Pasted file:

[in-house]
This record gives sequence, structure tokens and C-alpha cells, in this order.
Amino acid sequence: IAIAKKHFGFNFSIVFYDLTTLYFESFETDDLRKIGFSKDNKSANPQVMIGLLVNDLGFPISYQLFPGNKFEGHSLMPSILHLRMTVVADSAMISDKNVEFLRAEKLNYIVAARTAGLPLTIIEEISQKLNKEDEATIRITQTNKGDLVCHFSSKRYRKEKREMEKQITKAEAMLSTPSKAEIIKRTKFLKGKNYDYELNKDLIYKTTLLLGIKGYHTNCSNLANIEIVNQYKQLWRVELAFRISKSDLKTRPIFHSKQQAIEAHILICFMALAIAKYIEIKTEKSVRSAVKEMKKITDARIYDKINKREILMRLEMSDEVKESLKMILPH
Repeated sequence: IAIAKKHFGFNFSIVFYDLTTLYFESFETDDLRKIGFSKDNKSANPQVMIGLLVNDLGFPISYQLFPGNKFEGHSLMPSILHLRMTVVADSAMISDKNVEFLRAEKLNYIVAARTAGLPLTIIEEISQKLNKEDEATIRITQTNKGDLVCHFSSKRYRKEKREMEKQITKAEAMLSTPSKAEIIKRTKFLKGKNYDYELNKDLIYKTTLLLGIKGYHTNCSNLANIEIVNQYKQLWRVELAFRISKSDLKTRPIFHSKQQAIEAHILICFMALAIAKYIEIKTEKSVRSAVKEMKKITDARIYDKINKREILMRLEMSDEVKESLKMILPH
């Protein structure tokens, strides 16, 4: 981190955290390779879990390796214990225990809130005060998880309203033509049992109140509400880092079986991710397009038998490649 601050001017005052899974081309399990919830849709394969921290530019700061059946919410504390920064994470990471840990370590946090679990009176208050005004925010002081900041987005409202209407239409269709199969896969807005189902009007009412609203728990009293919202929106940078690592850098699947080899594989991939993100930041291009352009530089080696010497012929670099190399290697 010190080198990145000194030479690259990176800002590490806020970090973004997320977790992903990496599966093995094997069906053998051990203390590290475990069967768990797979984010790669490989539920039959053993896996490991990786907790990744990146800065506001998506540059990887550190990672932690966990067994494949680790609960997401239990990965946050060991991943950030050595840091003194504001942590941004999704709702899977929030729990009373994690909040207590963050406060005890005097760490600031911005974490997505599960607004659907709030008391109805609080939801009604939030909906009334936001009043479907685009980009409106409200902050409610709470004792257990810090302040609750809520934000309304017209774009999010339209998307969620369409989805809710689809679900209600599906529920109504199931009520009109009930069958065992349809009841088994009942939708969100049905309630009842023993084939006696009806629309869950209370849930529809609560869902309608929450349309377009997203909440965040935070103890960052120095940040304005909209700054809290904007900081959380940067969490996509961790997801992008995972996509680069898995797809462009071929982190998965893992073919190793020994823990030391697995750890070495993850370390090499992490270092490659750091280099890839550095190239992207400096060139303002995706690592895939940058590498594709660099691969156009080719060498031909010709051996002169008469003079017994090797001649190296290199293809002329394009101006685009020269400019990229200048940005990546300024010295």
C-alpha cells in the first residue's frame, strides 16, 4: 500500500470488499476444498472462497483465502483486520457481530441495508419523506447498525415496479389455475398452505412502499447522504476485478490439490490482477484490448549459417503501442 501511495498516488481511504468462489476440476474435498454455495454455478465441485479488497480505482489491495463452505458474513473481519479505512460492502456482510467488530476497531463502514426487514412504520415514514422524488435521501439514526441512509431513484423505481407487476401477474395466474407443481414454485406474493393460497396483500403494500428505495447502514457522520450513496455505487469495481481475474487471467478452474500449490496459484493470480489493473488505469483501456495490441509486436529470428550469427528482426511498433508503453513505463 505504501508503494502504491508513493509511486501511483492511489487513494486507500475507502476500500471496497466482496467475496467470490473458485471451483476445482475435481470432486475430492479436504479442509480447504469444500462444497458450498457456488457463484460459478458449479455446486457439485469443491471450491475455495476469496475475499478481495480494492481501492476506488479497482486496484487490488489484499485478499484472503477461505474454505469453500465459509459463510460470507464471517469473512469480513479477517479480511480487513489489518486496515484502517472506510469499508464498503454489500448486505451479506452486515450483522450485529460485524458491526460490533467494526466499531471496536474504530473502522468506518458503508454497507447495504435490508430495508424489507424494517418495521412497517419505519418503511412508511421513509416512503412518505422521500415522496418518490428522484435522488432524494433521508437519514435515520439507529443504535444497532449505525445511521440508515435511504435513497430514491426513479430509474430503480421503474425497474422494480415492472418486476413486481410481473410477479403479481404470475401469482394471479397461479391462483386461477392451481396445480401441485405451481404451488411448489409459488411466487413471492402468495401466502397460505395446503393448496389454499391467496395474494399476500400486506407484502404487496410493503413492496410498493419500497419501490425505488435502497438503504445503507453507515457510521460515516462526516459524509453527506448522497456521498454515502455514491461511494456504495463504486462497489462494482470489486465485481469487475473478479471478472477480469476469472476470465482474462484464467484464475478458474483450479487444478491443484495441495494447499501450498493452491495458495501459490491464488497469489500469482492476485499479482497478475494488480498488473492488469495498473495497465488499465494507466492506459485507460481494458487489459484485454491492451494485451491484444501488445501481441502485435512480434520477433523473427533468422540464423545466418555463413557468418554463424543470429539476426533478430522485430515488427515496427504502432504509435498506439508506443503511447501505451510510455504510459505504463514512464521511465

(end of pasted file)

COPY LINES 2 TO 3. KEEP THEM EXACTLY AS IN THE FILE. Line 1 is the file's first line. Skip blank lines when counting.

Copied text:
This record gives sequence, structure tokens and C-alpha cells, in this order.
Amino acid sequence: IAIAKKHFGFNFSIVFYDLTTLYFESFETDDLRKIGFSKDNKSANPQVMIGLLVNDLGFPISYQLFPGNKFEGHSLMPSILHLRMTVVADSAMISDKNVEFLRAEKLNYIVAARTAGLPLTIIEEISQKLNKEDEATIRITQTNKGDLVCHFSSKRYRKEKREMEKQITKAEAMLSTPSKAEIIKRTKFLKGKNYDYELNKDLIYKTTLLLGIKGYHTNCSNLANIEIVNQYKQLWRVELAFRISKSDLKTRPIFHSKQQAIEAHILICFMALAIAKYIEIKTEKSVRSAVKEMKKITDARIYDKINKREILMRLEMSDEVKESLKMILPH